I found a Playmobile hard hat yesterday clearing out the rubbish under my desk. Reminding me of the Playmobile years (a good 16 of ’em) and LB’s fascination with emergency services.
Earlier I got this reminder on my ipad.
I did the slide thing. There was no more.
LB’s birthday. 22 tomorrow.
The pain remains unimaginable. It becomes a bit easier to kind of cover it with layers upon layers of stuff across years. But the stuff remains wobbly and unstable. Sort of useless covering. At the same time, necessary.
You can’t extinguish the pain of a child dying. You have to get on with stuff…
We’ve marked LB’s birthday in random, kind of ‘brilliant’ ways… The first year, an organised and collective celebration at the Long Hanborough bus museum. Year two, Rosie, Owen and I went to the Tower of London. Marking a previous birthday celebration. We caught the final days of the poppy exhibition and grazed the Tower shop. Stocking up on London bus related Crimmy decorations. Tentative steps towards recognising Christmas could happen again.
Last year, viewing the #JusticeforLB quilt at Mansfield College and nosh in Oxford.
Tomorrow we’re getting on with stuff. Rosie is in Vietnam with mates. William and Owen at university. Tom at school. Rich teaching.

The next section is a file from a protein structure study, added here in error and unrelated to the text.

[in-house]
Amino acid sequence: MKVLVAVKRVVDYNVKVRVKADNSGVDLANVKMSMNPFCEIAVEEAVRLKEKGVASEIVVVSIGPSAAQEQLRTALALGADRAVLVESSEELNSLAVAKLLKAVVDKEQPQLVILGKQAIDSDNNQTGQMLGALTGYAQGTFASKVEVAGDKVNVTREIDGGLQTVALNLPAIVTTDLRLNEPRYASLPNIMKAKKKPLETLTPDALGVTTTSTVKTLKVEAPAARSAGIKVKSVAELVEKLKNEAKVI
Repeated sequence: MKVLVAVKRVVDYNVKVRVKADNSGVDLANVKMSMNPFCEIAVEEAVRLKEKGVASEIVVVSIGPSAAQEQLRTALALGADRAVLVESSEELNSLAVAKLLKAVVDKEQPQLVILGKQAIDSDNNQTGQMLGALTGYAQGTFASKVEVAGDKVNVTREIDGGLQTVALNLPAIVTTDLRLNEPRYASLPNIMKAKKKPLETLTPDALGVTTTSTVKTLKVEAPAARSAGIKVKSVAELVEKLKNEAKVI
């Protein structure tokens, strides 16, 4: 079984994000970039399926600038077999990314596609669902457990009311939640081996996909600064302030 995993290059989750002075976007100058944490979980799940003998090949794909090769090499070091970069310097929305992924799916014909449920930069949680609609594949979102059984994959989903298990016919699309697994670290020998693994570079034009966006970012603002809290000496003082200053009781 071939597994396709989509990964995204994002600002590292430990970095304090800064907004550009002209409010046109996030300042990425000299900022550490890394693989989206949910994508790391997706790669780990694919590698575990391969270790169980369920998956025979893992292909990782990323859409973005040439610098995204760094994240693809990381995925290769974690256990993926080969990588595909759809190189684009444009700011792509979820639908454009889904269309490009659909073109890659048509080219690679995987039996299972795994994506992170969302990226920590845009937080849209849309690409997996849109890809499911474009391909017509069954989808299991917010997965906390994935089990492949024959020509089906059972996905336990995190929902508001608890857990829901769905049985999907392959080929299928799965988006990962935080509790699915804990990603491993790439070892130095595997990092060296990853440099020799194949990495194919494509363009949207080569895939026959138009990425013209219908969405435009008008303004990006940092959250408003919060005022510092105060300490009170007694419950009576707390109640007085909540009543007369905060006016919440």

I’m working at home. The Sooty tears need space. Though not the space I might have imagined. Back in the darkest of days.
The wooden chest of LB treasures in our bedroom will remain closed. I opened it up for a few moments while packing for the #CaminoLB a few weeks ago. Looking for LB’s pouch of mermaid shells. The briefest glimpse and smell of the preciousness of LB’s life stuff, so carefully packed in those long, hot summer weeks after his death, was like having my heart freshly ripped out [and tossed to a pack of vicious, snarling, loosely chained, NHS guard dogs].
LB was beyond loved. He had an incredibly inquisitive and searching mind. Effortlessly unusual, determined, hilarious and loving. A razor sharp capacity for knowing right from wrong. For calling out injustice. He had a heart the size of a fucking super moon. And smile and laughter that could light up the darkest of dark times. I miss him.
He had a great mother, who didn’t hide his memory. She set up a website to show him off to the world and celebrates him every day of her life – if only he knew. Where even other parents have a voice.